I’m not a robot – my personal story of how 'Sad Bangers' came to life.
Text by Emma Kemppainen
Back in 2013 I had a very strong vision of wanting to make a night time/dance music record that would include our weird visions of songwriting, production ideas and the diary scribbles I had for lyrics. It all started with two songs, Fooled and a song called Call it a night. My then boyfriend had just broke up with me and I was dealing with loads of emotions and finding myself, dating, building a new self-esteem that I didn’t have as younger.
We were struggling in finding a producer with a shared vision, funding and a label for the project. I got turned down from so many places I lost count. But we never stopped working on new material, I never stopped writing about life and my thoughts.
To get by I was finishing my art school studies, got a job at a local radio station in Helsinki, started organizing a local club event, DJing, working on songs for other people, involved in festival organizing, got an iPhone, started instagramming… I felt like I was part of a community again after being alienated from the Helsinki scene as a teenager in Berlin. I started becoming very vocal about sexism in music industry, attending loads of social events and standing up on stage, talking in public. I branded myself as a strong superwoman who was here to change the music scene. The habits of partying I had from our early career got more intense. I loved feeling busy, like a robot, it made me feel important, like I had something to live for.
In 2015 we signed to a small Helsinki label and released the self-produced song Fooled. It felt like the beginning of a new era for the band. We did shows, worked with local producers and released Procrastination 365 and then Rookie, all songs that were meant to build up to our second full length.
All of the other jobs I had and the numerous DJ-shows, club events and the endless feed of free drinks started catching up on me. I had been feeling the walls falling in on me for so long I thought it was normal, and that I just had to push through it. I started sleeping less, get crippling anxiety attacks, but I kept going, because I wanted to finish and release our record. We worked with people who had ideas about what we should sound like and be, and I felt our original ideas and our original songwriting slowly fade under pressure of “making it” in the industry. Shortly after the release of Rookie we realised this record was not going to happen, not with the people we had around us and not with the now blurred idea of what used to be me.
I went down with that record. All the energy was used up by feuds, music business, joggling ten job tasks at once, pushing myself over my own limits with work. I made a decision to quit drinking and to drastically tone down my social media habits. I was literally laying on the couch for months, that turned into years. I think I’ve never felt so alone in my entire life. It also left me to deal with traumatic events and relationships I hadn’t dealt with from the early years in our teenage band. I was in a total burnout.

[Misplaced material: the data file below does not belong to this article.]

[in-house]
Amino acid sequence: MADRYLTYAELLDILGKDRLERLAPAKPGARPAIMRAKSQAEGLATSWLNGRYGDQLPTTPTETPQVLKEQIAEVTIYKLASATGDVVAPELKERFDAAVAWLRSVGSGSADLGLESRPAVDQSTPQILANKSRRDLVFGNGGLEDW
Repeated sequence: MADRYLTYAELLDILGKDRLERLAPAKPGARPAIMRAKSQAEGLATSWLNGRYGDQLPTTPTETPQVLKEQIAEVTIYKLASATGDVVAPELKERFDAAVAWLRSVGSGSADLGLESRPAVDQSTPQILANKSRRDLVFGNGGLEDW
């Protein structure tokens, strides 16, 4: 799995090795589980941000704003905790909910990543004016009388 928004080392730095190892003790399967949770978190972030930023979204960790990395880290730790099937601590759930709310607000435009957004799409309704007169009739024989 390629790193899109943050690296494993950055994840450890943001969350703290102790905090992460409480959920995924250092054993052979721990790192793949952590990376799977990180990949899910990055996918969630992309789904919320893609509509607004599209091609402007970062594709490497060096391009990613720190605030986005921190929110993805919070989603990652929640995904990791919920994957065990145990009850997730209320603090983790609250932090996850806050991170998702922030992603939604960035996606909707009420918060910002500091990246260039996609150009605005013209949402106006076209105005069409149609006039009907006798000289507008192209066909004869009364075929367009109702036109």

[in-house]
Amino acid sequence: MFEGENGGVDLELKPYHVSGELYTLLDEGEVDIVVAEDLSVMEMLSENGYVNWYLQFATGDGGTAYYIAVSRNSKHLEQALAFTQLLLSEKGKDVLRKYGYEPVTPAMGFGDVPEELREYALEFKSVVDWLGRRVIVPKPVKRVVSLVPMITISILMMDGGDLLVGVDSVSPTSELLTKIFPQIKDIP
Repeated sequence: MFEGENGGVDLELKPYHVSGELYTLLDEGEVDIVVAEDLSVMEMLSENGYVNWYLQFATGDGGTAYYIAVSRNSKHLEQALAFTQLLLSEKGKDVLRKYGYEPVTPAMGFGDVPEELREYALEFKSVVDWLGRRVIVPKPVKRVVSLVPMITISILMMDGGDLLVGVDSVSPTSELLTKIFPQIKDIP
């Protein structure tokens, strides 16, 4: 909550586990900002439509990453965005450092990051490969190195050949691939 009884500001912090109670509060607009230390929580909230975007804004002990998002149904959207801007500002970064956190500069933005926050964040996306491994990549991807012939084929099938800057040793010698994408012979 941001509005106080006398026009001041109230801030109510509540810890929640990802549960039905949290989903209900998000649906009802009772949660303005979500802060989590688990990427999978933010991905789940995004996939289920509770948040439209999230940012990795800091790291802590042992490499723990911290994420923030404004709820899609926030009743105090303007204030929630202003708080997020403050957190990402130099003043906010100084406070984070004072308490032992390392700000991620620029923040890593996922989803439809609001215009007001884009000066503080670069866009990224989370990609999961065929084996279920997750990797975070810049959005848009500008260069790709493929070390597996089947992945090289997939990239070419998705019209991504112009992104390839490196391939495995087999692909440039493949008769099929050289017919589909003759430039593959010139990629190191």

In the midst of this devastating tiredness and depression I discovered something to hold on to, and that was art and music. We sat down in the summer of 2016 with Mia and listened to all the songs we had written over the last years, the songs that at that moment I felt will never be released, because with what energy could that be made possible?
We re-produced, wrote, thought, laughed, cried (oh god we cried a lot), got writer's block then got inspired again. Listened to a lot of the music we loved and wrote some brand new songs as well. We found a producer who listened to us, came with constructive feedback, could sit with us the long winter of 2017 and help us put together what we had so long wanted to do. With the new and old, reworked, equally twisted and polished, we put together what became Sad Bangers. We met our current manager who urged us to follow our vision. After that things started to fall into place. We got signed and could start plotting a release in 2018.
The songs on this record are the tunes from this time period. My messed up late 20s. They go from very strong and reckless to a complete meltdown and then to something that feels like a conclusion. ‘Call it a night’ is in there, it’s still my favourite tune of the record and I’m so happy we got to finally release it.
I’m never gonna be the same person that I used to be, I’m still tired, but I felt like sharing this information is crucial in how you listen to the record. I feel like this is something I needed to share with you, our dear fans and listeners, everyone who’s been here since the beginning and the ones who discovered us along our journey. You’ve been so kind and patient and your response to our music, online and at shows is what really matters to me. I’m so grateful for everything. I feel honoured when I think about how our music has empowered you and soundtracked your moments in time.
No matter what anyone ever tells you, remember to listen to yourself, and most importantly: be kind to yourself. No one is a robot